The HSE has published its Fatal Injury Statistics for 2014/15 which show a slight increase in fatal injuries to workers in the workplace, rising from 136 in 2013/14 to 142, although this is still lower than the average of 156 over the past 5 years. In addition, there were 102 members of the public fatally injured in incidents related to work (excluding railway related fatalities).
This means there were 258 fatal incident enquiries undertaken by investigators last year. Where a work related fatality occurs, the Police will investigate jointly with the regulator (whether HSE or Local Authority) under the Joint Work Related Death Protocol. The Police considers offences of Corporate Manslaughter (against the organisation) and Gross Negligence Manslaughter (against individuals). The HSE or Local Authority will consider health and safety offences.
What are the statistics?
When we examine the statistics, the overwhelming majority of fatalities involving workers occurred in England (113), with the North West (20) and South West (19) having the highest number per region. There were 20 fatalities in Scotland and nine in Wales.
The services sector had the highest number of fatalities (156) although when that figure is compared with the number of workers in the sector this equates to 0.21 deaths per 100,000 workers. Of the 156 fatalities relating to the services sector, 105 involved members of the public.
The most dangerous industry is agriculture with 37 fatalities which averages out as just over nine deaths per 100,000 workers. Unsurprisingly, construction also figures highly in the number of incidents recorded with 39 fatalities which, when considered as an average figure, equals 1.62 deaths per 10 0,000 demonstrating the significant strides being taken in this sector.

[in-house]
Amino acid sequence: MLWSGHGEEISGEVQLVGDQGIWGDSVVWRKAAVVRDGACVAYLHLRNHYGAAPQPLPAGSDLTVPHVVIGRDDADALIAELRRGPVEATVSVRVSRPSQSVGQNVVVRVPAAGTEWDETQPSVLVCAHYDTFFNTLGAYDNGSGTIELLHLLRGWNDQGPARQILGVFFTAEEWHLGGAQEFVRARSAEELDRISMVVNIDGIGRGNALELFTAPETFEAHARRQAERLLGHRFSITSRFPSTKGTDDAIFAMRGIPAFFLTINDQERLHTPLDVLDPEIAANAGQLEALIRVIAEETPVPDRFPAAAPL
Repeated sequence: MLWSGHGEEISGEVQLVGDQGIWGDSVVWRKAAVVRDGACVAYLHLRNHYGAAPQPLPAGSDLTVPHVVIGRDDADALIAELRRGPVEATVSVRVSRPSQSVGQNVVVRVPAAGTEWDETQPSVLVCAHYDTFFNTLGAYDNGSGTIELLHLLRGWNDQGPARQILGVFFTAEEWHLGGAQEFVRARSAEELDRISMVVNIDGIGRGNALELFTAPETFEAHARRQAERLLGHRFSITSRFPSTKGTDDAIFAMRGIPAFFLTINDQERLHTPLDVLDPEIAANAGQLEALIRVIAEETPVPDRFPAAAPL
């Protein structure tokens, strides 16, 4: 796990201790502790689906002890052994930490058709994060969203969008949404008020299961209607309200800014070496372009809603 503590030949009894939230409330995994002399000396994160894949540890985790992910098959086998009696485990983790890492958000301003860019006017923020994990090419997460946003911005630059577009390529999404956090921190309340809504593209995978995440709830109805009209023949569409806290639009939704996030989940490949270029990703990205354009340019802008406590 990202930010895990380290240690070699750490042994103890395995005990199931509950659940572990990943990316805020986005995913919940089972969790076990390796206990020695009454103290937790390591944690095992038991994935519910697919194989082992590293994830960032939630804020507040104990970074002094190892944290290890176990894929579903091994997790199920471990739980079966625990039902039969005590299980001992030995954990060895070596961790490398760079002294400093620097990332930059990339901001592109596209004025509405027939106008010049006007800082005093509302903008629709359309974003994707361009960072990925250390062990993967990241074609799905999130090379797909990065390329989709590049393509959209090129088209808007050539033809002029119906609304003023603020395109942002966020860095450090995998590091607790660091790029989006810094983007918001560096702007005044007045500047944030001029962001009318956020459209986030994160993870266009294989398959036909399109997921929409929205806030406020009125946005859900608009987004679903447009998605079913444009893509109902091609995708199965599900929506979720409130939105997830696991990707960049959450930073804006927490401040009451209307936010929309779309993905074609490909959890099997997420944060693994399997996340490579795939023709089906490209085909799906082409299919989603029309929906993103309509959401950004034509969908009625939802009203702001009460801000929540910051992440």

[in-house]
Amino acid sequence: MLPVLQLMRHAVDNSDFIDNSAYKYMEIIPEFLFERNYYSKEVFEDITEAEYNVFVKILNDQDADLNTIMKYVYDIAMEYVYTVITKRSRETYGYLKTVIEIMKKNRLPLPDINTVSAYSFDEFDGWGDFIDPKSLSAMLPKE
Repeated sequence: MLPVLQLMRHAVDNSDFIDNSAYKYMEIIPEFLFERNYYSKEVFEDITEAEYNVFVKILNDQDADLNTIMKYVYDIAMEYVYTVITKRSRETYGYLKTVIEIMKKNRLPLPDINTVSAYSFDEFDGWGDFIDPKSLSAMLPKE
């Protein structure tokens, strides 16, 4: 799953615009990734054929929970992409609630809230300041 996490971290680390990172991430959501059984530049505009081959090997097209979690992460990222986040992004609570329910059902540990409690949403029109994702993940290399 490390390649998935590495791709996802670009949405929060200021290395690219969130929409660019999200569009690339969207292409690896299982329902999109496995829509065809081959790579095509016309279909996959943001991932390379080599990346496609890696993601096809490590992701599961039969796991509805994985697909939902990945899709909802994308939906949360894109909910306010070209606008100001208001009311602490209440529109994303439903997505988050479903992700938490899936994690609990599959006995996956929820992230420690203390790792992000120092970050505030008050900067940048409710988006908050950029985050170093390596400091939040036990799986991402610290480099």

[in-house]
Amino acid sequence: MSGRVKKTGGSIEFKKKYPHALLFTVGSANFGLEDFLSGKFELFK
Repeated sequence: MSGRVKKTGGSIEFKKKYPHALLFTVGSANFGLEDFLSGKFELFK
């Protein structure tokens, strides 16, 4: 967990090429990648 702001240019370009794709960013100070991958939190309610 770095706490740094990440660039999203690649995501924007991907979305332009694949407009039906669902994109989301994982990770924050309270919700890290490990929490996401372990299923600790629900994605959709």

The offence carries an unlimited fine if convicted. It is impossible to put a precise figure on the amount of fine because of the variables involved – size of business, turnover, level of culpability etc. – but the Sentencing Guidelines Council advise the penalty will rarely be less than GBP 500,000 and may run into the millions (although please note there will be revised guidelines issued in November 2015 which will likely suggest consistently higher penalties for large organisations in future – we will be writing with a separate update as soon as the guidelines have been issued and with details of our seminar programme on this topic).
Gross Negligence Manslaughter
The offence carries a maximum sentence of life imprisonment.
While previously the Courts have been willing to impose suspended prison sentences on those convicted (served in the community), more recent guidance from the Court of Appeal indicates this will generally not be appropriate and a prison sentence should be imposed.